These are SA's hottest property markets
- The northern suburbs of Durban are seeing much stronger house price growth than other metro areas, a new FNB survey shows.
- House prices in Joburg's priciest suburbs are lower than a year ago, and Cape Town looks set for more house price pain.
- But properties on the lower side of the market are looking much more solid than more expensive properties, jumping by 16% in the first quarter.
- For more stories, go to Business Insider SA.
In a very weak economy, house prices have increased by only 3.5% in the three months of 2019, compared to the same period last year, FNB reported this week.
But some are seeing much stronger growth – specifically eThekwini. FNB notes that it is performing better than all major metros in South Africa, with average house price growth of 5% in the first quarter of 2019.
Read: Almost no house-sellers are getting their asking prices - here's what SA homes are going for now
Areas in the northern parts of Durban, closer to the airport, are doing particularly well. House prices in the North Coast Inland region, which includes areas such as Tongaat and Redcliffe, have increased by 41% over the past five years.
FNB says this has been supported by new developments in the area.
Here’s how other areas are faring:
House price growth has now been falling for thirteen consecutive quarters – and the pricier areas are worst affected.
Prices in Sandton are actually now 1.7% cheaper than a year ago. Randburg and Midrand saw weak house price growth of 0.4% and 2.0% respectively.
Soweto is positively booming by comparison. Average house prices are up almost 5% over the past year. Last year, house prices in Soweto jumped more than 14%.
Its house prices are seeing the slowest price growth since 2009, and FNB thinks that “further downward adjustment” could be ahead as prices are still not affordable for many buyers.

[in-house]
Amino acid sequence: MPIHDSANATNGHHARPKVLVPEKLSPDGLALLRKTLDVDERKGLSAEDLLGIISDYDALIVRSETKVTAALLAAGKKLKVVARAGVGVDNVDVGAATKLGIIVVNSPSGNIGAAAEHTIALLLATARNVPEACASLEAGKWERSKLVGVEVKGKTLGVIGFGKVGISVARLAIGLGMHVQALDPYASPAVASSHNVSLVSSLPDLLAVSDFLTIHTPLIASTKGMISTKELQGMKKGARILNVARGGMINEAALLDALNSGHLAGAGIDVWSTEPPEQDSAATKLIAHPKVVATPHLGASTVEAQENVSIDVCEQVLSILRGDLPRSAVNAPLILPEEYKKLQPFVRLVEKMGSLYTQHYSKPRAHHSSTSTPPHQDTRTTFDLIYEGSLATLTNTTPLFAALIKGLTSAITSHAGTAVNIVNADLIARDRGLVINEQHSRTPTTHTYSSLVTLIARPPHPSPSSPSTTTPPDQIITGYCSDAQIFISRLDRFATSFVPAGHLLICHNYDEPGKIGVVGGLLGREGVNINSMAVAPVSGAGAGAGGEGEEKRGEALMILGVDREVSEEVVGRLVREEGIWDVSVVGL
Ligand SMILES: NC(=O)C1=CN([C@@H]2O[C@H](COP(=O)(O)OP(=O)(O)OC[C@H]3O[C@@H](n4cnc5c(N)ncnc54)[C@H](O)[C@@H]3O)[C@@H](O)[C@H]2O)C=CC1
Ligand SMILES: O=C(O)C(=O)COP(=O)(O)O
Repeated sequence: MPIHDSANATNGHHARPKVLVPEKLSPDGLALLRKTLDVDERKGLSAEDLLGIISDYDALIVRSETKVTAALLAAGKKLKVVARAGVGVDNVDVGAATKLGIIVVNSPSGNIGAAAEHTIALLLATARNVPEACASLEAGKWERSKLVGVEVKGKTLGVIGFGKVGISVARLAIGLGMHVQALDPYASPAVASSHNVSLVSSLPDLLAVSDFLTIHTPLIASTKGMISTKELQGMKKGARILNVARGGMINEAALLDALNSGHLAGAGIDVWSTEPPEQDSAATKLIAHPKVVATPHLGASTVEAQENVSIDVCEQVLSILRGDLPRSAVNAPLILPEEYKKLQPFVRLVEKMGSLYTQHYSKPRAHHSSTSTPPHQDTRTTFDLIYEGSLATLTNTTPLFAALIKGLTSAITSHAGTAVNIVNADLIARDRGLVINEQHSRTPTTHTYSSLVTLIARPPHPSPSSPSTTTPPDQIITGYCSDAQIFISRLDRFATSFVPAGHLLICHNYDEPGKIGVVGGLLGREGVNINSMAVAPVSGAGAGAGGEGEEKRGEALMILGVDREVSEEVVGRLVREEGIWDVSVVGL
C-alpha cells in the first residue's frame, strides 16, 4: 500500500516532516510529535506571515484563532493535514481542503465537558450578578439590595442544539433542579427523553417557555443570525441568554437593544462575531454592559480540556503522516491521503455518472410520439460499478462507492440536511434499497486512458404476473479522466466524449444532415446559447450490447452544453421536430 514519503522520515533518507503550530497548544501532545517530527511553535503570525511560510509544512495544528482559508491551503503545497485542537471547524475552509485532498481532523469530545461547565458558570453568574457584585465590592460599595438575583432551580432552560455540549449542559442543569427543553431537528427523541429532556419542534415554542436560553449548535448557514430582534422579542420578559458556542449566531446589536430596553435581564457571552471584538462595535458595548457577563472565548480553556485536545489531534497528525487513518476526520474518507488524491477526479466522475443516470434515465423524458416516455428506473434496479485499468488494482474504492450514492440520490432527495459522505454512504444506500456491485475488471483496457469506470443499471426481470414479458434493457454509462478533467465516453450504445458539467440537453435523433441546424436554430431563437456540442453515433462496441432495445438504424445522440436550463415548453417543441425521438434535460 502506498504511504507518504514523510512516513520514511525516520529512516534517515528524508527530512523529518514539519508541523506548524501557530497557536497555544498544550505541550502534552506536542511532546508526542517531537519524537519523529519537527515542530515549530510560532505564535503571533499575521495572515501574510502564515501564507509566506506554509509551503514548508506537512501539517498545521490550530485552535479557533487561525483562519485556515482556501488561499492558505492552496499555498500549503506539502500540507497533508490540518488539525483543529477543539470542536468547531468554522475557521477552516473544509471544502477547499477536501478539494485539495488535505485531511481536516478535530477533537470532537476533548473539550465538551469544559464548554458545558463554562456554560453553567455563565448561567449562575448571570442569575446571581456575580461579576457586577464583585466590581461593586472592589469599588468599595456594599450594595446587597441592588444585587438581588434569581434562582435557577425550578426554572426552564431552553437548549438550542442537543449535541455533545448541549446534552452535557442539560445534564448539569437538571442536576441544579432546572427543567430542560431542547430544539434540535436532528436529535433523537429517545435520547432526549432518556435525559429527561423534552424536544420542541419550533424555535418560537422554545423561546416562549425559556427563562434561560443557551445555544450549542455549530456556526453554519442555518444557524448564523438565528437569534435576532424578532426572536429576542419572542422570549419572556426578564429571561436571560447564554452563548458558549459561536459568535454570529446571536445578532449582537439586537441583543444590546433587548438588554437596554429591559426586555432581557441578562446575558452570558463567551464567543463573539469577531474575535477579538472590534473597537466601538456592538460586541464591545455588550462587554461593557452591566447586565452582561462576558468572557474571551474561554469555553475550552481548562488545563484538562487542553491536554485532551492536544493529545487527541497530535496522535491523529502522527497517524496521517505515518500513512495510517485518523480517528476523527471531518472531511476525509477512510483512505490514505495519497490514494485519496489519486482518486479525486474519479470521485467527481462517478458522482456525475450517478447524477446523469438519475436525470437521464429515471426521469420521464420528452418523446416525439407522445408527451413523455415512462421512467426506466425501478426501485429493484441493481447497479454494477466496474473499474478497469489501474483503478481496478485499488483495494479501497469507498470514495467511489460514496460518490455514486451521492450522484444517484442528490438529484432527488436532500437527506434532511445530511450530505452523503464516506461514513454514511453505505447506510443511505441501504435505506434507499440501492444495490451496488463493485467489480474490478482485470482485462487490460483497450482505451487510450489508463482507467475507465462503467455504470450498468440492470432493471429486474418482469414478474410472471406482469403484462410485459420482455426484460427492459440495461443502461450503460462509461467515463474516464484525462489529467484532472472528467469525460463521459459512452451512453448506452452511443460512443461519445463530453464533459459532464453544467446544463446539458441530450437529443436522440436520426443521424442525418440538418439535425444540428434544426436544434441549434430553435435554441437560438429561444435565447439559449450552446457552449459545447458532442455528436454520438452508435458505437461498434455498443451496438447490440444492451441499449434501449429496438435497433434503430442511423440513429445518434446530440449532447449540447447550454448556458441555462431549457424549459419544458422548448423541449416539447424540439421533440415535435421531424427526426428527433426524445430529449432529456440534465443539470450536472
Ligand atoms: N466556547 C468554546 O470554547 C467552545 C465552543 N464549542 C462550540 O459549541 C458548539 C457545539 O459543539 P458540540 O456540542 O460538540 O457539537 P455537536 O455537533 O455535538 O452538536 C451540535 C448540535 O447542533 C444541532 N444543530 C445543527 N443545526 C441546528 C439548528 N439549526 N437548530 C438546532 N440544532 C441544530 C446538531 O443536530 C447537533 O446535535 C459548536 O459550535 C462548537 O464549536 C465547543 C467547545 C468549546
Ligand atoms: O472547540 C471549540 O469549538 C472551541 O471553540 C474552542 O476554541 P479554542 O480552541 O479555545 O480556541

House prices in the first quarter were only 1.5% stronger than a year ago, with expensive areas losing value. Prices in Pretoria East and Centurion fell by 0.01% and 0.8% respectively. In contrast, the northern suburbs, primarily comprised of middle and low-income areas, are trending upwards, says FNB.
Akasia, which primarily offers middle-priced housing alternatives, jumped by almost 7%, while Mabopane/Soshanguve saw growth of almost 10%.
Cheaper is cheerful
The new FNB survey shows that house prices in the less expensive sector of the market are doing much better than pricier properties.
House prices in the low-income band (with an average purchase price of R395 900) jumped by an average 16.3% in the past year, while the lower-middle segment (average purchase price R638 200) averaged 6.8%. The middle segment, which corresponds to homes in the middle 20% of the price spectrum (average purchase price R935 000), registered 4.2%.
On the higher end, upper-income (average purchase price R1.3 million) and luxury value (average purchase price R2.3 million) saw growth of 3.0% and 0.8% respectively.
FNB says that its data show that there’s a “moderate oversupply” of properties in middle- to upper-income areas – particularly of sectional title properties. This is consistent with a surge in the new flats and townhouses over recent years.
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